Monday, September 7, 2009

Time to 'bite the bullet'

Our cabinet of curiosities at the front of the shop (I refer to it as my little museum of historical insignificia), contains several Civil War-era bullets. Both are lead. One appears to be a .69 caliber round shot; the other is a Minie Ball. They are moderately interesting in themselves, although not particularly uncommon in this part of the world.

What makes these two particularly interesting, at least to me, is that both carry teeth marks.

These bullets have a history. Someone, sometime, chewed on them. And that begs the question: why would anyone chew on a lead bullet? Or, in other words, why would anyone, literally, bite the bullet?

In common use, “to bite the bullet” means to bear down on a project, usually an onerous one, and just get it done. No matter how unpleasant the prospect is, you’ve got to just bite the bullet and do it.

The story goes that the phrase actually originated during the Civil War. On the battlefield, if a soldier was hit in an arm or a leg by a bullet, the bone would just shatter with shards and splinters of bone spreading in all directions. There was no way to repair the damage and the wound was actually life-threatening. The only remedy was amputation.

At the same time, anesthesia was rare. So when a soldier saw the surgeon approach in blood-splattered apron, he knew he was in for a hard couple of minutes. He would be laid on what passed for an operating table and his buddies would hold him down while the surgeon would wipe off his saw and begin.

Since there were no pain killers, the soldier would have a bullet placed between his teeth so he wouldn’t bite off his tongue or scream with the pain. Hence, teeth marks on the bullets.

It is a compelling story. It makes sense. It conforms to our notions of the Civil War and of the then-state of medicine. It conjures images of battlefields and of the times.

Turns out it is also wrong.

Civil War historian Janet Bucklew was our guest for "First Friday" this past weekend. She’s just written a book about Henry Janes, a country doctor from Vermont who served during the war. Janet, a Research Historian, is a veteran ranger at the Gettysburg National Military Park, and is also on staff at the National Museum of Civil War Medicine in Frederick, MD. You'd think she knows whereof she speaks.

Janet's presentation focused on Dr. Janes as a platform for discussing Civil War medicine in general. During the Q&A following her talk, she made a comment—almost as an afterthought—that belied the myth and burst my bubble. Soldiers never chewed bullets during the procedures, she said. The danger of swallowing was too great. Besides, there was anesthesia, so there was no real need.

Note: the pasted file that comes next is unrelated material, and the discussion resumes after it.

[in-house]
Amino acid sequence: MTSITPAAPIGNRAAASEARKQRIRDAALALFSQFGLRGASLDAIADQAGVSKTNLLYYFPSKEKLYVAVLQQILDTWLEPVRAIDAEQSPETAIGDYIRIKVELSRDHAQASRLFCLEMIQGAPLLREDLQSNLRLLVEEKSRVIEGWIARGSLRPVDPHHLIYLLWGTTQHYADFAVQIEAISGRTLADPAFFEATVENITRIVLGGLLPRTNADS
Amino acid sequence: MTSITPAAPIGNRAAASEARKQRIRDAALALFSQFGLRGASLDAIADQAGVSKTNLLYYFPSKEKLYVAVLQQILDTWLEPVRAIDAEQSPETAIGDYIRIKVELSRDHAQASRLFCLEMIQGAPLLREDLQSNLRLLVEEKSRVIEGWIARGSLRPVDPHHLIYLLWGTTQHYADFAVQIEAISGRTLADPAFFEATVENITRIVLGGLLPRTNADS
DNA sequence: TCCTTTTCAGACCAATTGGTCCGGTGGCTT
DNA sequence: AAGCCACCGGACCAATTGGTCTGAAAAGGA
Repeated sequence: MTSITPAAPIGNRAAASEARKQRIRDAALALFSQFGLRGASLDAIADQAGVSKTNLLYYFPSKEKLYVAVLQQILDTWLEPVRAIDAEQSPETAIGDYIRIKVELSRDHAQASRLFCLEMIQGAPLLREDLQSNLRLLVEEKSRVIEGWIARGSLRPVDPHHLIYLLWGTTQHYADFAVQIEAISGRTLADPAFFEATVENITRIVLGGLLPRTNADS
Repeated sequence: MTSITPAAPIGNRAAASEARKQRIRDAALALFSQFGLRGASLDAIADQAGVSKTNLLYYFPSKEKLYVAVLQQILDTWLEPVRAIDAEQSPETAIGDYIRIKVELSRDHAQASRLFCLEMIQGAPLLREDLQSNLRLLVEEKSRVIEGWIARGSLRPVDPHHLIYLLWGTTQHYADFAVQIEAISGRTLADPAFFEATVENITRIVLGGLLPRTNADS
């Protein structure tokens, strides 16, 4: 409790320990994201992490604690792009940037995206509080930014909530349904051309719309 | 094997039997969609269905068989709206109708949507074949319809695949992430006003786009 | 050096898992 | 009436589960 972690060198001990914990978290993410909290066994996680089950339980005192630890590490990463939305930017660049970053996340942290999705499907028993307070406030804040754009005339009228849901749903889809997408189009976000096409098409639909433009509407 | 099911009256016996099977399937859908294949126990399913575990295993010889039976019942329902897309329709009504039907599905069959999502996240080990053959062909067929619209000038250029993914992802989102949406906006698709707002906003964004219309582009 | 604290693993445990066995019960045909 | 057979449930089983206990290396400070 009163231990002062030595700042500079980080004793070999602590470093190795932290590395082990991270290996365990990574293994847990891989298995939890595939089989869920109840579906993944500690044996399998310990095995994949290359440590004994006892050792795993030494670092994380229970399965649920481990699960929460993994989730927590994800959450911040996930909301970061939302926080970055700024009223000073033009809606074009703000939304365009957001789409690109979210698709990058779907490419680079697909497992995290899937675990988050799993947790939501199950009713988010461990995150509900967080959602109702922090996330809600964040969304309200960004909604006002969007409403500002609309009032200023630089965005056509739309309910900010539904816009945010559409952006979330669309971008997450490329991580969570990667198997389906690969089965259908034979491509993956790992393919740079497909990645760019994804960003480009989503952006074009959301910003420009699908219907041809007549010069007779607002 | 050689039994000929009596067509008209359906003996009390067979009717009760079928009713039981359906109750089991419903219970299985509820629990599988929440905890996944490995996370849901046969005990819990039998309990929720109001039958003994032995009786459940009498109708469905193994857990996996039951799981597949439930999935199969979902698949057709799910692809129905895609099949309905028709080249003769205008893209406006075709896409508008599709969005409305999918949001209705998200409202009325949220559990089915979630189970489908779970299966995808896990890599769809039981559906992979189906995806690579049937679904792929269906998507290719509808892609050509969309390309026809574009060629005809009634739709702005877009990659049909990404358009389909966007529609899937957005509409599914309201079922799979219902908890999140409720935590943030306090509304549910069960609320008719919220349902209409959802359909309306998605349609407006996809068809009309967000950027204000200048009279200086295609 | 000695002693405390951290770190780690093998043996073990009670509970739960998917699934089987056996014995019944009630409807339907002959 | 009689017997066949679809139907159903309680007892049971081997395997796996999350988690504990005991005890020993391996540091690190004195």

The teeth marks probably came from pigs. According to Janet, the human jaw simply isn’t strong enough to cause the indentations in the bullets, while a pig’s jaw is. She said that swine would root around the battlefield following action, and would dine upon the corpses there and would at times wind up with a bullet in their mouth. That’s rather grizzly, but that makes sense.

Frankly, I like my story better. It certainly conjures a more romantic mental image.

I’ve tried to verify my version, but I can’t. The sources I’ve checked do repeat my version, but there are no attributions; in fact they all seem to be quoting one another, or talk about “common knowledge”. That’s simply not good enough when it comes to historical accuracy.

At the same time, I cannot verify Janet’s version either. But it does make more sense when you stop and think about it.

The problem with history is that you’re always studying someone else’s version of the facts. Even if you go back to primary sources, you’re dealing with someone’s impression or memory or view of what was said or what happened where. And you have to judge the source: how close were they to the event? Is their story self-serving or embellished? Are they telling the entire story or just what they want their audience to know?

So which version of the story do I tell when showing off our cabinet of curiosities? Maybe both, with an emphasis on history being what you make of it.

And that’s pretty much the point anyway, isn’t it?


  1. Well, Janet is right.

    Bullets were not needed since anesthesia was simply not rare. The Medical and Surgical History of the War of the Rebellion (published by no less off an authority than the US Surgeon General) states that 95% of all operations were done under general anethesetics and the remaining 5% of patientts either could not tolerate them due to already being barely alive with supressed vital signs (and likely not awake) or due to facial wounds that impaired the airway. In these last cases they could not have bitten anything.

    Surgeons reports, hospital records and journal abound that show anesthetics were used. If men were ever given anything to bite in an operation, it certainly would not have been anything so easily swallowed. Rope, leather or even sticks would have been better. But even reports of these items simply don;t seem to show up. The popular myth is hard to kill even when good documentation exists.

    Maybe the new forensic study of "bitten" bullets by the University of Michigan will shed some light on this subject.

  2. what a story to be experienced.thanks...